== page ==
Big Ideas ALA President’s Letter

Gratitude Is the Best Attitude

“What separates privilege from entitlement is gratitude.” – Brené Brown

I get my greatest joy and energy from helping others. It is why I became an attorney, and it is what gives me the greatest happiness and satisfaction in my current job. But the important balance to that is one of my guiding leadership philosophies: Always demonstrate and communicate gratitude to those around you.

Sarah Evenson, JD, MBA

Four years ago, my law firm got a new chief operating officer (COO). One of the first things he shared with all of us is that he kept a gratitude journal. He listed off a multitude of reasons why he did it and how it helped him get through the difficult times and develop as a leader. I really took to heart what he was saying because he was not your traditional law firm COO — he is a retired U.S. Army colonel who served multiple tours of duty in Afghanistan, is a West Point graduate and even went back to serve as the school’s Chief of Operations before joining our law firm. I knew he definitely knew what he was talking about.

So I started to try and keep a gratitude journal for myself. Some weeks I was good; others not so good. Over time, I found what worked for me was to write down just three things I was grateful for every morning. In the beginning it was a struggle — I wrote down things like, “I am grateful for my new coffee creamer flavor, or that it isn’t raining.” But after a few months, I found it got easier to find things to be grateful for. And when I went back and reviewed my daily journal, I found that the majority of things I was grateful for was other people helping me. Then I realized, why am I keeping this gratitude to myself?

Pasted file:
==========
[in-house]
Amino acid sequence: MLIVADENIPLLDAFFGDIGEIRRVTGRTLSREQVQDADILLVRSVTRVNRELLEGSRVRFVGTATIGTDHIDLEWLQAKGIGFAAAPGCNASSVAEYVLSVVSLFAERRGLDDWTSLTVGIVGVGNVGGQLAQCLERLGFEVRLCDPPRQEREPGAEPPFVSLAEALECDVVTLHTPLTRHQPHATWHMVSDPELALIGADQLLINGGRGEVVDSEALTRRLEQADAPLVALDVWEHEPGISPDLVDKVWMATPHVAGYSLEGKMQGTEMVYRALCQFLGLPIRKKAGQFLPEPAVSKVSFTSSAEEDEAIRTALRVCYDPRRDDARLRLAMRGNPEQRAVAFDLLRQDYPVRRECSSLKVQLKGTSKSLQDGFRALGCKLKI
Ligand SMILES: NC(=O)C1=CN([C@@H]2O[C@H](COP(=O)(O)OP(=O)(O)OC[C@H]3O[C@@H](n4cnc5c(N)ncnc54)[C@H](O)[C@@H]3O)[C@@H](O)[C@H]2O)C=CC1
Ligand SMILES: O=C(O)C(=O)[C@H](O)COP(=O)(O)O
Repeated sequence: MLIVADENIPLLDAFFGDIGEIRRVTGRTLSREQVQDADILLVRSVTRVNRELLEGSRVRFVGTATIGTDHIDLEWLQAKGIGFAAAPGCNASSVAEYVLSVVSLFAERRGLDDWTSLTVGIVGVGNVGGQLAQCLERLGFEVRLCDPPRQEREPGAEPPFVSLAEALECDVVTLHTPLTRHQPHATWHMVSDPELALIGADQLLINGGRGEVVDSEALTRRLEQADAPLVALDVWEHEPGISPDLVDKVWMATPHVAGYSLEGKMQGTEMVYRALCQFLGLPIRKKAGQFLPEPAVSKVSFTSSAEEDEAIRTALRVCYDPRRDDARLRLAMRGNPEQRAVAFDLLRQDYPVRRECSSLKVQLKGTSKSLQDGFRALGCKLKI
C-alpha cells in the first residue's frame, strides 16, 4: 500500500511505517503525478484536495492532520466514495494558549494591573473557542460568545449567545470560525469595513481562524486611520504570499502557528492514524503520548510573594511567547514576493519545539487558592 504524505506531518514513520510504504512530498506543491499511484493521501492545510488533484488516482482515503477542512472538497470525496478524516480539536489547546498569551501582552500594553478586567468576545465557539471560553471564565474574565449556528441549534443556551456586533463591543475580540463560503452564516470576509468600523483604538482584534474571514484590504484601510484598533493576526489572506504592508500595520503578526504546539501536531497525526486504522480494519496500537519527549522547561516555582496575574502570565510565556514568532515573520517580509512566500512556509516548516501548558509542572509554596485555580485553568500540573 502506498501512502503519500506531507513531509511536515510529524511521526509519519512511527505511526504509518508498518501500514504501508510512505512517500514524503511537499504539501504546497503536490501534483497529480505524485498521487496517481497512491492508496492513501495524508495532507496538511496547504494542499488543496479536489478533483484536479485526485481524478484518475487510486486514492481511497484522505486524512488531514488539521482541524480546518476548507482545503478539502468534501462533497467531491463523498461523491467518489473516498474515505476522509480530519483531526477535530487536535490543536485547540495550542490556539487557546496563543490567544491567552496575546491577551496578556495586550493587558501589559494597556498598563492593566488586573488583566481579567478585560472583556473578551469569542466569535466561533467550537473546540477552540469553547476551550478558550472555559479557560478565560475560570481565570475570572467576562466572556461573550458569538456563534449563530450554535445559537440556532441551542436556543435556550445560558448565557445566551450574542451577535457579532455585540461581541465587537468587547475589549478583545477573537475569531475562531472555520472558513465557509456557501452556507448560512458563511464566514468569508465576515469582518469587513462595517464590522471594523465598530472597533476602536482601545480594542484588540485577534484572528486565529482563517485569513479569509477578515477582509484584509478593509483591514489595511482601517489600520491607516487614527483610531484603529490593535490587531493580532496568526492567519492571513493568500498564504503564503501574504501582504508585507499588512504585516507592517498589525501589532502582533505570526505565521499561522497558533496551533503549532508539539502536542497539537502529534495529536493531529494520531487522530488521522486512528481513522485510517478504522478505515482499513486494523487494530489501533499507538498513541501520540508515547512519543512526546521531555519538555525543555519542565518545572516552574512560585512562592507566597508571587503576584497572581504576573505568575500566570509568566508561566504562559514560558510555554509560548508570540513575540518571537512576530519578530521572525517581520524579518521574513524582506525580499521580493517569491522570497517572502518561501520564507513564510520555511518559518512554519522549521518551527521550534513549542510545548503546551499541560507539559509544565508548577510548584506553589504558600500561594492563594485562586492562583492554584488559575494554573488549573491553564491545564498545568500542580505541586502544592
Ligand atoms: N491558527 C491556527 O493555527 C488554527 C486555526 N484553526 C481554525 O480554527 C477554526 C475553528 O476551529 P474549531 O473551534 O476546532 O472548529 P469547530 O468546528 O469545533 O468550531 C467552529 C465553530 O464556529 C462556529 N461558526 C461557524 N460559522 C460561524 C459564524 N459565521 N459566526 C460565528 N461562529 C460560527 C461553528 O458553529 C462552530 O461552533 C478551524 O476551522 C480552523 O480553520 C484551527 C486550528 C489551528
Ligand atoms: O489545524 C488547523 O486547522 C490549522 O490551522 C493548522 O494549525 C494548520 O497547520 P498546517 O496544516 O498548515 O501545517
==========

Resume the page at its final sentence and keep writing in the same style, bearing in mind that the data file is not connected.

And that is when I really started to see the positive effects that came along with demonstrating your gratitude as a leader. I added to my daily gratitude list a “Say Thank You” line and made sure I told at least one person each week how they had helped me and the impact they made. As I practiced this new routine, I realized the more meaningful and detailed way I explained how that person helped me, the more they felt the genuineness and sincerity of my appreciation. And what I saw happen over time is the creation of a gratitude spider web as those I had expressed appreciation toward began to do the same with other people.

While keeping a gratitude journal may not be your thing, as leaders it is important to build connections with others. And there is no better gateway to connect than expressing your gratitude to others. It will not only help you to feel more positive about the past and more hopeful about the future, it will also inspire those around you!

So how do you start sharing your gratitude?

  1. Find two minutes every day to appreciate something or someone around you.
  2. Be specific about what you are grateful for.
  3. Explain why it is meaningful to you in a genuine way.
  4. Focus on what you appreciate about the person — not just the thing they did.
  5. Do not only talk about how it benefited you. Give a compliment to the other person like, “You always go out of your way to …” or, “You really shine when ….”
  6. Make it timely and contemporaneous with their actions.
  7. Choose how you want to communicate your gratitude (email, chat, in person, phone call, etc.).

Now I would like to express my gratitude for the opportunity to serve as your ALA President. It is an extraordinary honor, and I look forward to the exciting year that lies ahead!